Endangered Senior Lemur Stolen from San Francisco Zoo, Police Say

Upon arriving at the zoo, authorities discovered forced entry into the animal closure where the lemur was housed

Missing ring-tailed lemur
Maki the lemur. Photo: San Francisco Zoo

The San Francisco Police Department is on the hunt for a ring-tailed lemur that was stolen from the city's zoo on Tuesday night.

According to a statement from the SFPD, authorities responded to the San Francisco Zoo at 9:40 a.m. on Wednesday regarding a report of a burglary occurring the night prior. Upon arriving at the zoo, officers learned that it was a 21-year-old endangered male lemur named Maki that was missing and likely stolen.

"Officers arrived on scene and discovered forced entry to the animal enclosure where the lemur was housed," the police department's statement said.

Investigators have processed the scene for evidence and the burglary remains under investigation, according to the SFPD.

"We understand that lemurs are adorable animals, but Maki is a highly endangered animal that requires special care. We are asking the public for help in his return," Dr. Jason Watters, zoo executive vice president of animal behavior and wellness, said in a statement, per NBC News.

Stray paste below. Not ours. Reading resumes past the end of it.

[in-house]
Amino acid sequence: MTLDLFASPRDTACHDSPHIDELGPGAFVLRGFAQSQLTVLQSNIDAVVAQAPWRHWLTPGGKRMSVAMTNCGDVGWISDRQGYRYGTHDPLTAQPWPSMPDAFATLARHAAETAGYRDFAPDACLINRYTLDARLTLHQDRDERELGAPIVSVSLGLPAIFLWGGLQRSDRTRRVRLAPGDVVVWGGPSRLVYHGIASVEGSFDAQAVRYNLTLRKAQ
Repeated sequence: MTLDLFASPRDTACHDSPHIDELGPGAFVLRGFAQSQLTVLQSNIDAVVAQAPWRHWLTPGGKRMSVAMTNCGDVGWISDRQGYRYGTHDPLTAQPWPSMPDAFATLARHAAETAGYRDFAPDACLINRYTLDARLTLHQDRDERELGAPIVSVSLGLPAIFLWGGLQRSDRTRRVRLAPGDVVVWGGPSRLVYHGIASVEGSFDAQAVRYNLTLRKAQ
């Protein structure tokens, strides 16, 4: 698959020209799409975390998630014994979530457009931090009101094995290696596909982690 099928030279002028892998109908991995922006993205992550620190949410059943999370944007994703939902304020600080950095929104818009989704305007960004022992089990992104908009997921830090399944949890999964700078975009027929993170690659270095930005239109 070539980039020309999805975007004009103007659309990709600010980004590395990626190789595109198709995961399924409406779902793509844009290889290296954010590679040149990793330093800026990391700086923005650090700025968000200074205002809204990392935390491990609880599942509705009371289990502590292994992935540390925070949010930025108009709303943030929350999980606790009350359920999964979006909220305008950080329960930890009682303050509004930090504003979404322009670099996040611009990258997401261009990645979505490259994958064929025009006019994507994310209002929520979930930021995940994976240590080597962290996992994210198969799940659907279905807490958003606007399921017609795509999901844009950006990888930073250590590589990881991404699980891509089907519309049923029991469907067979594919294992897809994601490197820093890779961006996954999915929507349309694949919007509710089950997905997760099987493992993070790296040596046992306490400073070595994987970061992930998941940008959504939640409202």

According to the outlet, Maki went missing from the Lipman Family Lemur Forest, the largest outdoor habitat for lemurs in the United States. The habitat is home to seven other lemurs, none of which have been reported missing.

Watters told NBC News that Maki has exceeded his median life expectancy of 16.7 years, and out of the other lemurs "is one of the slowest, and we believe, likely, the easiest to catch."

ring-tailed lemur.

Ring-tailed lemurs are found natively in Madagascar and are considered an endangered species. They are banned as pets in the state of California.

Anyone with information about Maki's whereabouts should contact the SFPD 24-hour tip line at 1-415-575-4444.

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